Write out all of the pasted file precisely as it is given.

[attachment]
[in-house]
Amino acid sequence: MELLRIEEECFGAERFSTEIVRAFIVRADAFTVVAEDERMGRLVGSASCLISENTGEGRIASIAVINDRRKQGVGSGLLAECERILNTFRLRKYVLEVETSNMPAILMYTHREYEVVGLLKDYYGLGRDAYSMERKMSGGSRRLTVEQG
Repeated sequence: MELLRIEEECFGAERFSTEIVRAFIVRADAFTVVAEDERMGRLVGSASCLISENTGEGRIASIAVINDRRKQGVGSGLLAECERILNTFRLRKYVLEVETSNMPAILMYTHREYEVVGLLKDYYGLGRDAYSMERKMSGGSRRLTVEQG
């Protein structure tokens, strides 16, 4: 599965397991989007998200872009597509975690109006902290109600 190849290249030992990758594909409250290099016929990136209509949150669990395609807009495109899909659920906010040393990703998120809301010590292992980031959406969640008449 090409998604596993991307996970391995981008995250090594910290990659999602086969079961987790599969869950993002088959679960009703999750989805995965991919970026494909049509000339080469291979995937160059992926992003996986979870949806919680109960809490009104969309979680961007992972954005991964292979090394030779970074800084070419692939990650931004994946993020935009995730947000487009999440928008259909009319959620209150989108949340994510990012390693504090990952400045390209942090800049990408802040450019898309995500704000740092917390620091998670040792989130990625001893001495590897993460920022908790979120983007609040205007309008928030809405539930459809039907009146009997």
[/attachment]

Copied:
[in-house]
Amino acid sequence: MELLRIEEECFGAERFSTEIVRAFIVRADAFTVVAEDERMGRLVGSASCLISENTGEGRIASIAVINDRRKQGVGSGLLAECERILNTFRLRKYVLEVETSNMPAILMYTHREYEVVGLLKDYYGLGRDAYSMERKMSGGSRRLTVEQG
Repeated sequence: MELLRIEEECFGAERFSTEIVRAFIVRADAFTVVAEDERMGRLVGSASCLISENTGEGRIASIAVINDRRKQGVGSGLLAECERILNTFRLRKYVLEVETSNMPAILMYTHREYEVVGLLKDYYGLGRDAYSMERKMSGGSRRLTVEQG
């Protein structure tokens, strides 16, 4: 599965397991989007998200872009597509975690109006902290109600 190849290249030992990758594909409250290099016929990136209509949150669990395609807009495109899909659920906010040393990703998120809301010590292992980031959406969640008449 090409998604596993991307996970391995981008995250090594910290990659999602086969079961987790599969869950993002088959679960009703999750989805995965991919970026494909049509000339080469291979995937160059992926992003996986979870949806919680109960809490009104969309979680961007992972954005991964292979090394030779970074800084070419692939990650931004994946993020935009995730947000487009999440928008259909009319959620209150989108949340994510990012390693504090990952400045390209942090800049990408802040450019898309995500704000740092917390620091998670040792989130990625001893001495590897993460920022908790979120983007609040205007309008928030809405539930459809039907009146009997």